• J. Schiffman
  • C. Zebas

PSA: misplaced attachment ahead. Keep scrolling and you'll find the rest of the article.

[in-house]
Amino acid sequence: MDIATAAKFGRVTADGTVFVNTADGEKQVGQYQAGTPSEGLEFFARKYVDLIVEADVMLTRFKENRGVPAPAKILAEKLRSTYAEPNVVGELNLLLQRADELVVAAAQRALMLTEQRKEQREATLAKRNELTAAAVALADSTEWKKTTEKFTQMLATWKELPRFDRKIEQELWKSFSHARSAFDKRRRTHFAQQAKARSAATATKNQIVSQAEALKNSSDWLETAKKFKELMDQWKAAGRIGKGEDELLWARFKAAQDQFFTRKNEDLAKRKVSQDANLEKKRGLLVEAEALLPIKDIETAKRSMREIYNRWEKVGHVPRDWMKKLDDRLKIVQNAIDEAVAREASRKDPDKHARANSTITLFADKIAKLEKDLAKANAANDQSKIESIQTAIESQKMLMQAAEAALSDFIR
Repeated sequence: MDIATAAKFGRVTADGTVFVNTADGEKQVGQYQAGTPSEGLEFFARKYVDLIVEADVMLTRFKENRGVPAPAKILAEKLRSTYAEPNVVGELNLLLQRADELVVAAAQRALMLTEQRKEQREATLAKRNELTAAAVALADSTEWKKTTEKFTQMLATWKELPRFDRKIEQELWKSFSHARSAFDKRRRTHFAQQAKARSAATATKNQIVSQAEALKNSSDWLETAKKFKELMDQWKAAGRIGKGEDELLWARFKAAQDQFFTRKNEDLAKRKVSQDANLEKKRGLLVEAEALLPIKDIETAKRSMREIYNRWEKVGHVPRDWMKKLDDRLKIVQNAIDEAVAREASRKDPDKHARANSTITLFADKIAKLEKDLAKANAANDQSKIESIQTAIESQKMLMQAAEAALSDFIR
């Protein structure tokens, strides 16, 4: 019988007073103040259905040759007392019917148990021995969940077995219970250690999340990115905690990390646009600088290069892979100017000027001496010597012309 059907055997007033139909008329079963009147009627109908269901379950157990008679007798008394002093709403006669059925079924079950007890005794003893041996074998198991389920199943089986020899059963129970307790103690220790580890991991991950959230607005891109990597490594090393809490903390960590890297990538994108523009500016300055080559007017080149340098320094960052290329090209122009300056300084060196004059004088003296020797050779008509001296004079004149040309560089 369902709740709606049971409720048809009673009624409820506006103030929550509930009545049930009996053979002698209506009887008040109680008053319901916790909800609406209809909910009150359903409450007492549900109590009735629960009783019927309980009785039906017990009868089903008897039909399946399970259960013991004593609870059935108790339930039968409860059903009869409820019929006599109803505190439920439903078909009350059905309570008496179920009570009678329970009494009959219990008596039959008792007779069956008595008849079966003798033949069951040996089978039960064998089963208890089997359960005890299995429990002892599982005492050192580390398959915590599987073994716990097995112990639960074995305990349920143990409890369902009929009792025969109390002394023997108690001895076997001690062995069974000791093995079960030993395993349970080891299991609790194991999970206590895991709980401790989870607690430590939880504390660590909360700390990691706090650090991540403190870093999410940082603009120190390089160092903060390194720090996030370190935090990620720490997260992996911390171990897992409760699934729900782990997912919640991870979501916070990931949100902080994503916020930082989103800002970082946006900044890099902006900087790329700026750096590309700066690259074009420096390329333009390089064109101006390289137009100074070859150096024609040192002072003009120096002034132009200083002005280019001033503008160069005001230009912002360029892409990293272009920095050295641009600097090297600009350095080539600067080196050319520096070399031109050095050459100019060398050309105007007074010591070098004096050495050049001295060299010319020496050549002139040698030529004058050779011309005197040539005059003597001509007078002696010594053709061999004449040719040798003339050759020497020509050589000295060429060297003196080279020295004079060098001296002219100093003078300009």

PURPOSE The purpose of the study was to provide a kinematic analysis of the lowerlimb motion during an actual fencing bout. Specifically, the lunge and certain movements preceding the lunge were examined. Additionally, it washypothesized that data gathered from an actual bout rather than a discrete laboratory trial would yield different results. METHODS The design of the study was an observational case study with all data collection taking place in a U.S. fencing club. The participant was an internationally top ranked Russian saber fencer. Kinematic data were collected and analyzed using the Peak 2D videography equipment operating at 120 Hz and its accompanying software package. Six lunge attacks and the preceding movement were digitized from the fencing bout. Variables investigated included: displacement of the forward heel, displacement of the hip, hip velocity, trunk angle, and hip and knee acceleration. RESULTS The length of the lunge attack (as measured by displacement of the heel) averaged 1.24 m with a range of '884 m to 1.86 m. The average amount of total vertical oscillation of the hip in the movement preceding thelunge was .034 m and the average change in vertical displacement as the fencer lunged was .I38 m. The average velocity of the fencer (as measured by the velocity of the hip marker) was 1.97 m/s with a range of 1.38 m/s to 2.22 mls. The average position of the trunk during the fencing movement and the lunge was a forward tilt of 17.46 degrees and the average amount of motion of the trunk during the footwork sequence was 7.48 degrees. The average peak acceleration for the hipand knee was 8.57 m/s/s and 21.65 m/s/s, respectively. The peak acceleration of the hip occurred at the end of the lunge while the peak acceleration of the knee occurred mostly during mid lunge. Furthermore, minimum acceleration of the hip occurred during mid lunge. DISCUSSION AND CONCLUSION Control of balance (minimum vertical oscillation and trunk sway) may contribute to the abilities of an elite level fencer. Additionally, being able to accelerate quickly from the pre-lunge phase to the lunge may make the fencer attack more effective (increase Likelihood of closing distance very quickly and thereby scoring a touch). Lunge length and average velocity results in this study may differ from past studies due to the difference in designs (Klinger, Adrian, & Dee, 1985; Szilagyi, 1992). Past studies have asked participants to give a maximal effort when performing discrete fencing movements based on simple visual or auditory Wes. Often times lunging as long as possible or as quickly as possible may not be advantageous as much asrecognizing and manipulating the distance from the opposing fencer. REFERENCES Klinger, A., Adrian, M., & Dee, L. (1985). Effect of pre lunge conditionson performance of elite female ' fencers. In Terauds & Barham (eds.), Biomechanics in Sports 11. Proceedings of ISBS 1965, (p. 210-215). Greeley, Colorado: ISBS. Szilagyi, T. (1992). Examination of the velocity of fencing Lunge. In Rdano, R. (Ed.), ISBS 1992 Proceedings of the loth Symposium of the International Society of Biomechanics in Sports (pp. 71-73). Milan, Italy: ISBS.